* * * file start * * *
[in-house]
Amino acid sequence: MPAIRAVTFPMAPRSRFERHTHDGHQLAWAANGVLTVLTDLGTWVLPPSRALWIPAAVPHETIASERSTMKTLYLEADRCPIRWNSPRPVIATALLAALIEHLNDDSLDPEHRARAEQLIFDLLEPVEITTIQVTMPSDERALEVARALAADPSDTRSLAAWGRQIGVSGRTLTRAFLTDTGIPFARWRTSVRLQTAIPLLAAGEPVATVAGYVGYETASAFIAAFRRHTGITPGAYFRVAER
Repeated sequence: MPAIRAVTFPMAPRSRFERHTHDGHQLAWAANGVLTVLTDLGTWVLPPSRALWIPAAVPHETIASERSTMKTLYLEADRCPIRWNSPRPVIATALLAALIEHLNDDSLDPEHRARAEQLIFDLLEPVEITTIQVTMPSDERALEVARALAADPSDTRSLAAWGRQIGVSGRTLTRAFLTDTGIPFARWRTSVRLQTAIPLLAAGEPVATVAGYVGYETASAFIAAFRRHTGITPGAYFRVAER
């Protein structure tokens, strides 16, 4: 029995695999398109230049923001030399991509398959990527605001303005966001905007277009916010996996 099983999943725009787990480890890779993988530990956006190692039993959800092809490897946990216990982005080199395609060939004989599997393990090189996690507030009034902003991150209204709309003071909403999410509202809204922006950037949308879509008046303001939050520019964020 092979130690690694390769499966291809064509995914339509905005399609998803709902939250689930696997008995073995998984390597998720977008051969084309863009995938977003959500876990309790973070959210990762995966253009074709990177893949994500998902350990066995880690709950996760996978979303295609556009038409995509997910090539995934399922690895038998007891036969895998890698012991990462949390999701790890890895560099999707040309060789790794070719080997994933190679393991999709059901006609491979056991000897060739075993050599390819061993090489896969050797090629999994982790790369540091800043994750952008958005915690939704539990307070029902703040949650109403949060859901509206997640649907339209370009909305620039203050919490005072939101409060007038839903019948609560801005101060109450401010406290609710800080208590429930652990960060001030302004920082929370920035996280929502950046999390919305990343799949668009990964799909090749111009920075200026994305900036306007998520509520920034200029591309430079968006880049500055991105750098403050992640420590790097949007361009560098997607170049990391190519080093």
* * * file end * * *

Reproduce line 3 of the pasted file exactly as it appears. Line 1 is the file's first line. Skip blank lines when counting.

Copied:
Repeated sequence: MPAIRAVTFPMAPRSRFERHTHDGHQLAWAANGVLTVLTDLGTWVLPPSRALWIPAAVPHETIASERSTMKTLYLEADRCPIRWNSPRPVIATALLAALIEHLNDDSLDPEHRARAEQLIFDLLEPVEITTIQVTMPSDERALEVARALAADPSDTRSLAAWGRQIGVSGRTLTRAFLTDTGIPFARWRTSVRLQTAIPLLAAGEPVATVAGYVGYETASAFIAAFRRHTGITPGAYFRVAER